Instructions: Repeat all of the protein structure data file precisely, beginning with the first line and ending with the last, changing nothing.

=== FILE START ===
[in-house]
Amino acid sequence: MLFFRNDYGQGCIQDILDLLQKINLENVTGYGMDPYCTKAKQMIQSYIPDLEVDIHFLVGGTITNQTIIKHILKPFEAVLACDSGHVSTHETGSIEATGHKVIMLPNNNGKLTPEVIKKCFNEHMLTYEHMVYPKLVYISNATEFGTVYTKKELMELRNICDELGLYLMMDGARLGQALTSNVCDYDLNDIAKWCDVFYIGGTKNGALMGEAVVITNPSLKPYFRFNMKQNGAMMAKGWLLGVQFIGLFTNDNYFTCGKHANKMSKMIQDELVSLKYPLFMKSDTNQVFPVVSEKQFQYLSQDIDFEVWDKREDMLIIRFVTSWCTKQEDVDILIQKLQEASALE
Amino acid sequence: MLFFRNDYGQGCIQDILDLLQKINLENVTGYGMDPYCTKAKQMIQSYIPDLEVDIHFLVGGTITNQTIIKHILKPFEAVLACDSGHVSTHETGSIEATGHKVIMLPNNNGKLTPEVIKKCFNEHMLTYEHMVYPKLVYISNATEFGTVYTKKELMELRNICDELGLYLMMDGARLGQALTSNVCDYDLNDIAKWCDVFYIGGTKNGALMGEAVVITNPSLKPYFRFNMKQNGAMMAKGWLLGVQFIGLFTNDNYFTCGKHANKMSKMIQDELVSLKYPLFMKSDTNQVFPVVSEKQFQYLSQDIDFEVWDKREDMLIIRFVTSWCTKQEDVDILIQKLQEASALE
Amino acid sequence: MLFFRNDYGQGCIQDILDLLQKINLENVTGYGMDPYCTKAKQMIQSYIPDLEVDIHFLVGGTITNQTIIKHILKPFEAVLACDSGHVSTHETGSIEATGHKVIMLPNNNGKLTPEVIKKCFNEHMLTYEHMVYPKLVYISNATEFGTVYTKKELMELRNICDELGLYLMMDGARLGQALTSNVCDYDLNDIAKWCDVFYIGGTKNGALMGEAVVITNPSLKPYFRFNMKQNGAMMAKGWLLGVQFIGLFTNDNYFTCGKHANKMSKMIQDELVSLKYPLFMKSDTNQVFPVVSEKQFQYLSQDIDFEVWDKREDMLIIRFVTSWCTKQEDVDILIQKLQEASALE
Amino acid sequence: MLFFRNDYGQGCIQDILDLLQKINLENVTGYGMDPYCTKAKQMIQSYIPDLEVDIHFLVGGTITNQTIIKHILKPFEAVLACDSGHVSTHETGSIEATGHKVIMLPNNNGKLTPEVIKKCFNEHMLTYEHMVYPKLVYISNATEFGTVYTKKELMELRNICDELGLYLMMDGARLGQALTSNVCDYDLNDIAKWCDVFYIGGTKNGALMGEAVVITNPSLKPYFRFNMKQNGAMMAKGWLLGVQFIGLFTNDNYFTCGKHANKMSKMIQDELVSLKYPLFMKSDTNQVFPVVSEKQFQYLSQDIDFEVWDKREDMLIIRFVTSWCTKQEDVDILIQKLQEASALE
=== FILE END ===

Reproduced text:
[in-house]
Amino acid sequence: MLFFRNDYGQGCIQDILDLLQKINLENVTGYGMDPYCTKAKQMIQSYIPDLEVDIHFLVGGTITNQTIIKHILKPFEAVLACDSGHVSTHETGSIEATGHKVIMLPNNNGKLTPEVIKKCFNEHMLTYEHMVYPKLVYISNATEFGTVYTKKELMELRNICDELGLYLMMDGARLGQALTSNVCDYDLNDIAKWCDVFYIGGTKNGALMGEAVVITNPSLKPYFRFNMKQNGAMMAKGWLLGVQFIGLFTNDNYFTCGKHANKMSKMIQDELVSLKYPLFMKSDTNQVFPVVSEKQFQYLSQDIDFEVWDKREDMLIIRFVTSWCTKQEDVDILIQKLQEASALE
Amino acid sequence: MLFFRNDYGQGCIQDILDLLQKINLENVTGYGMDPYCTKAKQMIQSYIPDLEVDIHFLVGGTITNQTIIKHILKPFEAVLACDSGHVSTHETGSIEATGHKVIMLPNNNGKLTPEVIKKCFNEHMLTYEHMVYPKLVYISNATEFGTVYTKKELMELRNICDELGLYLMMDGARLGQALTSNVCDYDLNDIAKWCDVFYIGGTKNGALMGEAVVITNPSLKPYFRFNMKQNGAMMAKGWLLGVQFIGLFTNDNYFTCGKHANKMSKMIQDELVSLKYPLFMKSDTNQVFPVVSEKQFQYLSQDIDFEVWDKREDMLIIRFVTSWCTKQEDVDILIQKLQEASALE
Amino acid sequence: MLFFRNDYGQGCIQDILDLLQKINLENVTGYGMDPYCTKAKQMIQSYIPDLEVDIHFLVGGTITNQTIIKHILKPFEAVLACDSGHVSTHETGSIEATGHKVIMLPNNNGKLTPEVIKKCFNEHMLTYEHMVYPKLVYISNATEFGTVYTKKELMELRNICDELGLYLMMDGARLGQALTSNVCDYDLNDIAKWCDVFYIGGTKNGALMGEAVVITNPSLKPYFRFNMKQNGAMMAKGWLLGVQFIGLFTNDNYFTCGKHANKMSKMIQDELVSLKYPLFMKSDTNQVFPVVSEKQFQYLSQDIDFEVWDKREDMLIIRFVTSWCTKQEDVDILIQKLQEASALE
Amino acid sequence: MLFFRNDYGQGCIQDILDLLQKINLENVTGYGMDPYCTKAKQMIQSYIPDLEVDIHFLVGGTITNQTIIKHILKPFEAVLACDSGHVSTHETGSIEATGHKVIMLPNNNGKLTPEVIKKCFNEHMLTYEHMVYPKLVYISNATEFGTVYTKKELMELRNICDELGLYLMMDGARLGQALTSNVCDYDLNDIAKWCDVFYIGGTKNGALMGEAVVITNPSLKPYFRFNMKQNGAMMAKGWLLGVQFIGLFTNDNYFTCGKHANKMSKMIQDELVSLKYPLFMKSDTNQVFPVVSEKQFQYLSQDIDFEVWDKREDMLIIRFVTSWCTKQEDVDILIQKLQEASALE